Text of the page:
November 6, 2009
According to Gallup, seven hundred million people would love to permanently move to another country.
The United States ranked first as the top destination where adults wanted to relocate permanently:
Nearly one-quarter (24%) of these respondents, which translates to more than 165 million adults worldwide, name the United States as their desired future residence. With an additional estimated 45 million saying they would like to move to Canada, Northern America is one of the two most desired regions.
The remaining top desired destination companies are predominantly European. Forty-five million adults would like to move to the United Kingdom or France, thirty-five million would like to move to Spain, and twenty-five million would like to move to Germany.
For the rest of the world, thirty million name Saudi Arabia and twenty-five million name Australia as their ideal home.
So what would happen if people could actually move wherever they wanted?
Singapore’s adult population would swell from about 3.6 million people to as high as 13 million. The Democratic Republic of the Congo, on the other hand, would lose 60 percent of its adult population.
August 30, 2009
Joseph Henchman of the Tax Foundation discusses Britain’s rising tax rates on the wealthy:
In April, the United Kingdom raised its top income tax rate from 40% to 50%, imposed on amounts over £150,000 (approximately $245,000), jumping past Italy, Germany, Spain, and France. At the same time, Spain has cut their top tax rate on “foreign executives” to 24%, leading to a flurry of well-known Britons reclassifying themselves as Spanish executives.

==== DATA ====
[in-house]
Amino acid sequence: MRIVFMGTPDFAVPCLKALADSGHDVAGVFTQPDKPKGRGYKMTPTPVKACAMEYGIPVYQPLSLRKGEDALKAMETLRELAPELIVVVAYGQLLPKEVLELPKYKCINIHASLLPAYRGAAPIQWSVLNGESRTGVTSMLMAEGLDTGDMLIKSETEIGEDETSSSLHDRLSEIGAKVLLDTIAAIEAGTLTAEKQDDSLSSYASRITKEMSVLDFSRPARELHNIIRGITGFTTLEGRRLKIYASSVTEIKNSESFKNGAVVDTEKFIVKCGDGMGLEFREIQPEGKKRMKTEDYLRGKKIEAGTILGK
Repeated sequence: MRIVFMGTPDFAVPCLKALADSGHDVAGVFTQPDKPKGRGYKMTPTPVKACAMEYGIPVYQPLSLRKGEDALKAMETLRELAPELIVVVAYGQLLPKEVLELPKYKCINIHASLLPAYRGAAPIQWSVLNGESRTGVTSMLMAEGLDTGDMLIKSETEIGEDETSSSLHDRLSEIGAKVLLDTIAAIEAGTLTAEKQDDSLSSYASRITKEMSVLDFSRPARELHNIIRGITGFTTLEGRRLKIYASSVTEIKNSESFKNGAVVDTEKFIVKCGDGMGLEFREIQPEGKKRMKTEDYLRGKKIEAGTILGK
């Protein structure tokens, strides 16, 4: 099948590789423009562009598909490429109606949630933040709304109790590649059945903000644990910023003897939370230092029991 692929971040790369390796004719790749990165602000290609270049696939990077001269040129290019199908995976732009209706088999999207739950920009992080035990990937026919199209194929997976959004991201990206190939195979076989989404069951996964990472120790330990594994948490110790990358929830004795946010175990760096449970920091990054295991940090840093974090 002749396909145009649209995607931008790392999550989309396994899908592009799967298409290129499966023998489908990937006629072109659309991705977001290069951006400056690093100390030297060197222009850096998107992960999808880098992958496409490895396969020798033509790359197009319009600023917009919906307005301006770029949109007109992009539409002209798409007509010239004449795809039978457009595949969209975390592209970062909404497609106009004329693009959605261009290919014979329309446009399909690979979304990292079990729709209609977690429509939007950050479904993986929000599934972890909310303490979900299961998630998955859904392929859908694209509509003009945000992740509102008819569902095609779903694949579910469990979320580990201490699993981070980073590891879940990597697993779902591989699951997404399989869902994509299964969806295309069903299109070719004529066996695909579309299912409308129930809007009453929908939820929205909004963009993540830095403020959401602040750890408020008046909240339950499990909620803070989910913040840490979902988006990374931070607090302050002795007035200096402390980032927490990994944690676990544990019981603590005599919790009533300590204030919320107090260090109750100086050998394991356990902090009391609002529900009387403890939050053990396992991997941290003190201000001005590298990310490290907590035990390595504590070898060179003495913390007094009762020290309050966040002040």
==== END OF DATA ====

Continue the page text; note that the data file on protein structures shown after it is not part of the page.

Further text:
From NCPA and the Weekly Standard:
- [N]ot only did [Spain] create a massive loophole, they backdated it to 2003, which was, coincidentally, the year David Beckham left Manchester United to join Real Madrid.
- Beckham became the first man in Spain to acquire “foreign executive” status; the tax break came to be known as “the Beckham Law.”
- And it has become an almost insurmountable advantage for Spanish soccer teams
- Deloitte Sports Business Group estimates that between the falling pound, the higher British tax rate, and the Spanish tax break, U.K. clubs would have to pay 70 percent more in order to match a player’s take-home pay in Spain.
Countries and states should always keep other jurisdictions in mind when setting tax rates. If you raise the rates to an uncompetitive level, don’t be surprised if you become uncompetitive.
Wealth is not a static quantity and it does not exist in a vacuum. It must be created. When a society punishes the creators of wealth, that society is sowing the seeds of its destruction. The lives we, of the industrialized world, lead are made possible by those leaders and innovators who are so often punished for their ability. If we continue on our current path, we will remove any and all incentive for success. In other words, don’t bite the hand that feeds you.